He then started seeking out elite training opportunities, spending a significant amount of time at Renzo Gracie Academy training under John Danaher and often dropping in at Garry Tonon’s Brunswick BJJ. “This elevated my game more than I could even say and gave me insight into what it took to be the best in the world,” says Micale. “I still make it down there sporadically, and I am extremely grateful for those guys. They’ve always been super cool to me and had taught me more than probably anyone else for my game.”

Though Micale says he’s “still an even bigger fan than competitor,” he also sees his idols as rivals, making an effort to train with as many elite grapplers as possible to learn what it takes to get to that level on the mats. With a resume that includes appearances at Rise Invitational, Finishers Sub-Only, and King of the Mat, it was no great surprise that he had big goals in the martial arts world. He recently decided to switch back to UA to train under Gervais again, finding a better environment there to support his competitive goals.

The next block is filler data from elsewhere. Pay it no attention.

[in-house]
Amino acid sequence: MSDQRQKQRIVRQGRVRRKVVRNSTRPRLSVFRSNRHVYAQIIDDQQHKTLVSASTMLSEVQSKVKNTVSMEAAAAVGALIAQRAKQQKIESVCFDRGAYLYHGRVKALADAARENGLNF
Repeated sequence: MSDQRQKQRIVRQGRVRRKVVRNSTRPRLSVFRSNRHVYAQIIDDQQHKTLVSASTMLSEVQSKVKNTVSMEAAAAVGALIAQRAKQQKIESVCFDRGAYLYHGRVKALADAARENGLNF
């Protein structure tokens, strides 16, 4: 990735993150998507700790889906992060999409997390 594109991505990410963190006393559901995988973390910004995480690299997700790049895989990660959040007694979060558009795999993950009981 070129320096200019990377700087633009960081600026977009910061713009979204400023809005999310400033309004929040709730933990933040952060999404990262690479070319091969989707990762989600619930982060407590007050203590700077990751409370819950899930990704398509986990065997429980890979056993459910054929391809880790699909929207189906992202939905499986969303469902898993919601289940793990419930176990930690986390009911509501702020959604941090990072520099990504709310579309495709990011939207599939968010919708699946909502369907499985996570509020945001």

Micale’s knack for putting in the work to create the life he wants comes from a difficult past. “As is the typical story of so many competitors in the MMA game, I came from a very broken childhood,” he says. “I was raised in a super abusive environment as a kid both mentally and physically, ‘raised’ by a couple of kids very unfit to be parents at their age, and definitely had to teach myself how to be a good person, and my martial arts journey has quite literally changed me as a person completely this past seven years.”

He also credits martial arts with helping him become a better parent himself. “Parenting is something I know I’m damn good at. My son is the bee’s knees and is now wrestling and training jiu-jitsu/kickboxing as well!”

With years of training now under his belt, Micale is planning to open up his own academy in the Syracuse area with the intention of building an environment in which “people who are truly interested in competing specifically in jiu-jitsu will have a very welcoming place and the resources to do so, free of the weird egos, gossipy drama, and culty vibes that come from the typical old school Gracie self-defense gyms where few people compete anywhere besides in the training room.”